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Comparison between oracle Exadata and IBM DB2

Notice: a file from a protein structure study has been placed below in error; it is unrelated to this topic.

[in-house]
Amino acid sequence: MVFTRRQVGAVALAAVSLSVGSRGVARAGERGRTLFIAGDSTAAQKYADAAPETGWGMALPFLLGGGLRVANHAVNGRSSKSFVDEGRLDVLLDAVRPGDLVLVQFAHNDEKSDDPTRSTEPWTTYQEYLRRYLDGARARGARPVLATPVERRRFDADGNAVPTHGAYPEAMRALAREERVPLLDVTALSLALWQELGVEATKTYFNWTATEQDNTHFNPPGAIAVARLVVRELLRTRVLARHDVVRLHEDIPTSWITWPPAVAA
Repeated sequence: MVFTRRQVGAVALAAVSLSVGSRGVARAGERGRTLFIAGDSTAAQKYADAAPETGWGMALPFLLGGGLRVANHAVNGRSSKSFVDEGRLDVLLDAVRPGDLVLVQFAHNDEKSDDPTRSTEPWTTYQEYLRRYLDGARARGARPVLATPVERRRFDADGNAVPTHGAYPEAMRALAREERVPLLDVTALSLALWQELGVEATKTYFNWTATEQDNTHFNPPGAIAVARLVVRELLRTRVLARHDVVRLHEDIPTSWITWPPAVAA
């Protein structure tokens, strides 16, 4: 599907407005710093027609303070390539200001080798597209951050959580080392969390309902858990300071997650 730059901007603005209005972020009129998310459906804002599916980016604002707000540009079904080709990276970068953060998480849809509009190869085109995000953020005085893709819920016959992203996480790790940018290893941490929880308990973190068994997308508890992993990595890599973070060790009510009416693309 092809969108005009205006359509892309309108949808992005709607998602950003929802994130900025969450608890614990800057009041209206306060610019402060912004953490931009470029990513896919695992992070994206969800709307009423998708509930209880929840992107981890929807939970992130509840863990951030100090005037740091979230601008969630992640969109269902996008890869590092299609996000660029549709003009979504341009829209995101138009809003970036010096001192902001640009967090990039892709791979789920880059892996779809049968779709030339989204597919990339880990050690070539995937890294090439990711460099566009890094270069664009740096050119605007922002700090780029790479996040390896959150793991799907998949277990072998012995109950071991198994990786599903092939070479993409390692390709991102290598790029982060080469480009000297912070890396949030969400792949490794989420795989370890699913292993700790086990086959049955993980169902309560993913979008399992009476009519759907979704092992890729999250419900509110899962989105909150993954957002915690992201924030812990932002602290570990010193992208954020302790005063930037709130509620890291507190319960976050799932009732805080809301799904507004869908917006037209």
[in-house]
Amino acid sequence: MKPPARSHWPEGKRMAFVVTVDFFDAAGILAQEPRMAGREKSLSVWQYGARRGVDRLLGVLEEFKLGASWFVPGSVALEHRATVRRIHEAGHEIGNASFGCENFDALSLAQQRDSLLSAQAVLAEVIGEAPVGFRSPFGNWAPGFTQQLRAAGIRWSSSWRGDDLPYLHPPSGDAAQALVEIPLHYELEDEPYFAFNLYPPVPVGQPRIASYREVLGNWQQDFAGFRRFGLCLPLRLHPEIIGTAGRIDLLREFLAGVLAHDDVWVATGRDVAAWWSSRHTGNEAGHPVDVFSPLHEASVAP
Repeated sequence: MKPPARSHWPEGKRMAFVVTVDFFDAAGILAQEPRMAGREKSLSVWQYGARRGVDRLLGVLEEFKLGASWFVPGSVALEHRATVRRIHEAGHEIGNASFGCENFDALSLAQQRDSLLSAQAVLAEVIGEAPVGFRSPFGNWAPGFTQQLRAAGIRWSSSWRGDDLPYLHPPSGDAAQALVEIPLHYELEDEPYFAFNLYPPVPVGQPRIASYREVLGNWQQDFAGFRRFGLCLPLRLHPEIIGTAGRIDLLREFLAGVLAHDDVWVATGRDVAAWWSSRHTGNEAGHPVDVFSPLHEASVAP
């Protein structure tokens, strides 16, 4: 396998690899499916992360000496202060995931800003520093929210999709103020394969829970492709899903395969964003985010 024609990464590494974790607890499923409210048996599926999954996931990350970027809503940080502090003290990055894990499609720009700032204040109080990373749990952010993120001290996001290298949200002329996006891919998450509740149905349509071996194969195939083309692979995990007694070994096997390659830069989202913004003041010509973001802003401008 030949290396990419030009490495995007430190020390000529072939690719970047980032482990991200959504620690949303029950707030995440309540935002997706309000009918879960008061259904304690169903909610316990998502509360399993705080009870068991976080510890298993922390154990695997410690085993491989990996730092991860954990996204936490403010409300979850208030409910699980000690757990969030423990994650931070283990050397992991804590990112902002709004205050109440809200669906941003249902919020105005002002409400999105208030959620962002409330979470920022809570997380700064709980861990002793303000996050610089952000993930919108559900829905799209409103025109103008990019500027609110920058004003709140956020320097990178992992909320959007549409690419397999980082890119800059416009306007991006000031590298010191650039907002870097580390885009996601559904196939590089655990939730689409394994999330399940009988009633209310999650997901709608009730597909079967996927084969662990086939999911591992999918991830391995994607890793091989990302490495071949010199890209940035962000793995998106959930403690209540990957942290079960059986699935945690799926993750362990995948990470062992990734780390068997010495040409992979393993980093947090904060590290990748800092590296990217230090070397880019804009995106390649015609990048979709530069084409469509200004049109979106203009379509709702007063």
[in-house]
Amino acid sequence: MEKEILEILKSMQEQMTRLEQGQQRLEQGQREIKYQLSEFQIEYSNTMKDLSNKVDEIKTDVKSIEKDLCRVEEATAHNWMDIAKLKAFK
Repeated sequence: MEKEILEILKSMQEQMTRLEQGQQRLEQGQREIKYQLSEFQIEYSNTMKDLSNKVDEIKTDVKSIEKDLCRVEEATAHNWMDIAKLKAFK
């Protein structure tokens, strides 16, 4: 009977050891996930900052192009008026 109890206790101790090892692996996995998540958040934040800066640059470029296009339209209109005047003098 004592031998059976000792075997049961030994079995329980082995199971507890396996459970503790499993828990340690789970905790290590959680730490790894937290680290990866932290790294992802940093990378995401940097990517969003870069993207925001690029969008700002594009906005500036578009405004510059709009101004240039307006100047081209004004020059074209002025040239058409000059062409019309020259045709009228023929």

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     Research Report    IBM DB2 BLU Acceleration vs. SAP HANA vs. Oracle Exadata   Executive Summary Your organization has volumes upon volumes of structured and unstructured data. There is  business value in that data: information that can enable your enterprise to capitalize on new opportunities or respond more quickly to competitive threats; information that can lead to  better customer service, or better risk management, or the ability to spot new trends; information that can enable your enterprise to gain new insights. But the big question is how to best glean this wisdom from your Big Data database? To find the pearls of wisdom within a Big Data database, enterprises need to: 1.   find ways to shrink the database to a manageable size; 2.   use effective analytics tools; and, 3.   select a computing environment designed to process large databases. Oracle, SAP, and IBM make analytics software designed to process Big Data databases. Oracle and IBM also make systems and integrate their software on these systems. SAP deploys o n commodity hardware. There are some similarities in each vendor’s approach,  but there are also several distinct differences:    Oracle’s approach involves using an Oracle real application cluster (RAC) specially tuned to process vast amounts of data. Accord ing to Oracle’s web site, this system (Oracle’s Exadata Database Machine) combines massive memory and low -cost disks to deliver the highest performance and petabyte scalability at the lowest cost.    SAP’s HANA places large amounts of columnar data in main me mory where the whole database can be analyzed in real time. HANA also compresses data by as much as 20X prior to analysis. According to SAP HANA’s Website, HANA con -verges database and application platform capabilities in-memory to transform transactions, analytics, text analysis, predictive and spatial processing so businesses can operate in real-time. This in-memory real time approach is distinctly different from the memory and disk-based caching approaches used by both Oracle and IBM.    IBM offers several different systems designed and tuned to run specific types of analytics workloads, including IBM PureData System for Analytics, PureData System for Operation-al Analytics, PureData System for Hadoop, and PureData System for Transactions. This approach is distinctly different from the one-size-fits-all approaches used by both Oracle and SAP.    IBM also offers an accelerator environment known as BLU Acceleration that shrinks the size of a given Big Data database, speed reads compressed files, and delivers results exponentially faster than its competitors when running various analytics workloads.  IBM DB2 BLU Acceleration vs. SAP HANA vs. Oracle Exadata   September, 2013 © 2013 Clabby Analytics Page 2 Each approach enables enterprises to analyze large volumes of Big Data. But each approach is distinctly different  –   yielding different performance results depending on the type of workload being executed. Oracle’s Exadata –   An Out-of-the-Box Performance Rocket Enterprises that are strategically committed to running Oracle love the Exadata Database Machine. This environment has been tuned and optimized by Oracle experts to run Oracle databases at speeds that most customers, despite their best efforts, can’t achieve.  On the downside, this design uses a row-based approach to database processing (as com-  pared to SAP columnar approach and IBM’s row/column approach). As for sh rinking the size of the database, Oracle’s compression algorithms do not appear to be as efficient as IBM’s, meaning that Oracle requires more (costly) disk space to hold data. Oracle’s Exadata is not an in- memory database environment such as SAP’s HANA, s o some of the infor-mation that Exadata processes needs to be moved on and off of mechanical and/or solid state storage (the input/output to cached storage is slower than reading and writing data to main memory). Finally, Oracle did not design its Exadata server to exploit SIMD (single instruction, multiple data) processing, a processor extension that enables parallel work- loads to execute quickly. In contrast, IBM’s BLU Acceleration approach exploits SIMD and achieves higher performance for several workloads. The end result when using Exadata is that it can process large amounts of Big Data  –   but its design differs from SAP’s in - memory HANA or IBM’s compress -and-speed-read-the-compressed-files-in-memory BLU Acceleration approaches  –   and may not yield equivalent  performance results on similar workloads. For enterprises that are strategically committed to Oracle’s database, however, Exadata has been optimized to process Oracle Big Data da -tabases and achieves good results.  SAP’s HANA: In -memory Real-time Big Data Processing The design point for SAP’s HANA environment is based around placing all the data to be analyzed in fast main memory where it can be analyzed in real time. The emphasis in the HANA design is to converge online analytical processing (OLAP) and online transaction  processing (OLTP) into one columnar store in order to eliminate latency (reads/writes to disk) and thus speed real-time decision making. The design advantage in using an in-memory data store is that cache/disk latency is eliminated, and OLAP and OLTP activities can take place in parallel in real time. In contrast, IBM’s DB2 Acceleration would need to access row-based tables stored on disk to perform certain operational queries  –   while trend and historical data would probably reside in an in-memory data mart (having to go to two different places in order to gather data could make BLU less suitable for real-time analysis as com-pared with using main memory exclusively). As noted earlier, HANA runs on ―commodity hardware (meaning x86 -based servers). All three vendors tune their software for underlying platforms  –   but it is noteworthy that HANA performance varies depending on the system on which it is deployed. For example, IBM’s System x X5 solutions deliver the best HANA performance results –   which may be why SAP uses X5 systems as the HANA reference architecture.  IBM DB2 BLU Acceleration vs. SAP HANA vs. Oracle Exadata   September, 2013 © 2013 Clabby Analytics Page 3 The big questions to be answered with respect to how HANA handles large in-memory databases are “how many concurrent users can be supported” and “how does the system  perform as queries complexity increases?” SAP’s own HANA Memory Usage guide indirectly raises these questions when it states that “ the amount of extra memory will depend on the size of the tables (larger tables will create larger intermediate result-tables in operations like joins), but even more on the expected work load in terms of the concurrency and complexity of the analytical queries (each concurrent query needs its own work-space) ” . This could mean that as query complexity increases, performance will slow down  –   and, because each query needs its own workspace, the number of concurrent workloads may need to be decreased when handling complex queries or many users. Still, enterprises that need to converge OLAP and OLTP into one common environment for real time decision making would likely be well served by adopting the HANA approach.  IBM’s BLU Acceleration: Optimized DB2 Database and Balanced System Performance   IBM’s DB2 with BLU Acceleration is designed to use in-memory columnar processing coupled with the dynamic movement of unused data to/from storage as needed. DB2 has long had a compression advantage over other major database competitors  –   but in addition to compression efficiency, BLU Acceleration is able to read compressed data (no decompression necessary), while also employing data-skipping algorithms to speed read compressed databases. Finally, BLU Acceleration takes advantage of processor level  parallel vector processing to exploit multi-core and SIMD (single instruction, multiple data) parallelism (SIMD instructions help improve parallel performance, which in turn helps to produce query results faster than systems that do not exploit SIMD). In short, IBM’s DB2 with BLU Acceleration can  be used with row or column-based data. In column mode, it has been reported to be 8 to 25x faster than traditional row-based rela tional databases (such as Oracle’s database). DB2 with BLU Acceleration is also NOT an in-memory database processing environme nt (like SAP’s HANA). Instead, it uses dynamic memory management caching techniques to off-load some data to near proximity fast storage. DB2 compression can reduce the size of Big Data databases more efficiently than Oracle or SAP. BLU Acceleration can read compressed data in memory without having to de- compress it (IBM’s BLU Acceleration uses advanced data -skipping techniques  –     both SAP’s HANA and Oracle’s Exadata do not use this in -memory compression approach). BLU Accel eration’s ability to read data in memory is a big advantage for BLU users when it comes to the speed of query completion. Also noteworthy, from a systems design perspective, IBM’s DB2 BLU Accelerator can be deployed on IBM POWER-based Power Systems as well as x86-based System x servers. Be-cause POWER processors can execute twice as many threads as their Intel counterparts, it is reasonable to expect that Power Systems are able to significantly outperform x86- based SAP and Oracle counterparts when running the same query.  IBM DB2 BLU Acceleration vs. SAP HANA vs. Oracle Exadata   Clabby Analytics Telephone: 001 (207) 846-6662 © 2013 Clabby Analytics ll rights reserved September, 2013 Clabby Analytics is an independent technology research and analysis organization. Unlike many other research firms, we advocate certain positions —  and encourage our readers to find counter opinions — then balance both points-of-view in order to decide on a course of action. Other research and analysis conducted by Clabby Analytics can be found at: Summary Observations The bottom line in comparing these three Big Data architectures is that there are some commonalities in the ways that each vendor approaches Big Data analytics  –   but there are also some very distinct differences. These manifest themselves in database query pro-cessing speed; the number of concurrent users that can be supported; the affect that query complexity can have on system performance; system efficiency and optimization; and over-all manageability.  All three vendors (Oracle, SAP, and IBM) offer solid system designs capable of reading Big Data databases. Each approach has its merits  –   as well as its limitations. IBM’s DB2 BLU Acceleration, however, has several design advantages, including the ability to read compressed data and the use of SIMD processor calls to speed parallel processing performance. In our opinion, these differences should lead to IBM’s DB2 BLU  Acceleration delivering consistently higher performance at a lesser cost. For a more in depth technical overview of these technologies, see an expanded version of this report here.